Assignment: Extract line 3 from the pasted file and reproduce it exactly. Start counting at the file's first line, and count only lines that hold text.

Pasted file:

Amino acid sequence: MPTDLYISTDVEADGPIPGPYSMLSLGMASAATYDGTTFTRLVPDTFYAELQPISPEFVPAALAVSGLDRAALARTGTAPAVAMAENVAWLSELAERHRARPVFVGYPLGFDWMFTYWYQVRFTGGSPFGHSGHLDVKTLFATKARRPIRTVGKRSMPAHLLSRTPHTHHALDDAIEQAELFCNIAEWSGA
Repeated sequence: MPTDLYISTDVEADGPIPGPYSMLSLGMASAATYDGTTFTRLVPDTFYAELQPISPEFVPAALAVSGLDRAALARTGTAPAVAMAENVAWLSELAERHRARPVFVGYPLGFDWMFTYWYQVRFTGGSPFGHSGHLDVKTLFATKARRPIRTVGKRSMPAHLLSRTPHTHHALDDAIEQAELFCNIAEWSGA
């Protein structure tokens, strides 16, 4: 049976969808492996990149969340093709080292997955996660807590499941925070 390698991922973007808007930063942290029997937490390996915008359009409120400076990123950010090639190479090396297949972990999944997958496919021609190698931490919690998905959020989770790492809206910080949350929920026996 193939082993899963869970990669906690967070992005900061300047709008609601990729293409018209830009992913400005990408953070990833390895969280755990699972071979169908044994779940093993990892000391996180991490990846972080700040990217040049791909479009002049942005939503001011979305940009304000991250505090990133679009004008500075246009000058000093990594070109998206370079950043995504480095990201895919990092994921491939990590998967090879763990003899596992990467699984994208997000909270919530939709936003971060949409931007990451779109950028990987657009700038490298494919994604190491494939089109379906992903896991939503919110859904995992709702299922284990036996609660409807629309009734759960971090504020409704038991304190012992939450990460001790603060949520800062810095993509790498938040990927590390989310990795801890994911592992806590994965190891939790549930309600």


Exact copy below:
């Protein structure tokens, strides 16, 4: 049976969808492996990149969340093709080292997955996660807590499941925070 390698991922973007808007930063942290029997937490390996915008359009409120400076990123950010090639190479090396297949972990999944997958496919021609190698931490919690998905959020989770790492809206910080949350929920026996 193939082993899963869970990669906690967070992005900061300047709008609601990729293409018209830009992913400005990408953070990833390895969280755990699972071979169908044994779940093993990892000391996180991490990846972080700040990217040049791909479009002049942005939503001011979305940009304000991250505090990133679009004008500075246009000058000093990594070109998206370079950043995504480095990201895919990092994921491939990590998967090879763990003899596992990467699984994208997000909270919530939709936003971060949409931007990451779109950028990987657009700038490298494919994604190491494939089109379906992903896991939503919110859904995992709702299922284990036996609660409807629309009734759960971090504020409704038991304190012992939450990460001790603060949520800062810095993509790498938040990927590390989310990795801890994911592992806590994965190891939790549930309600």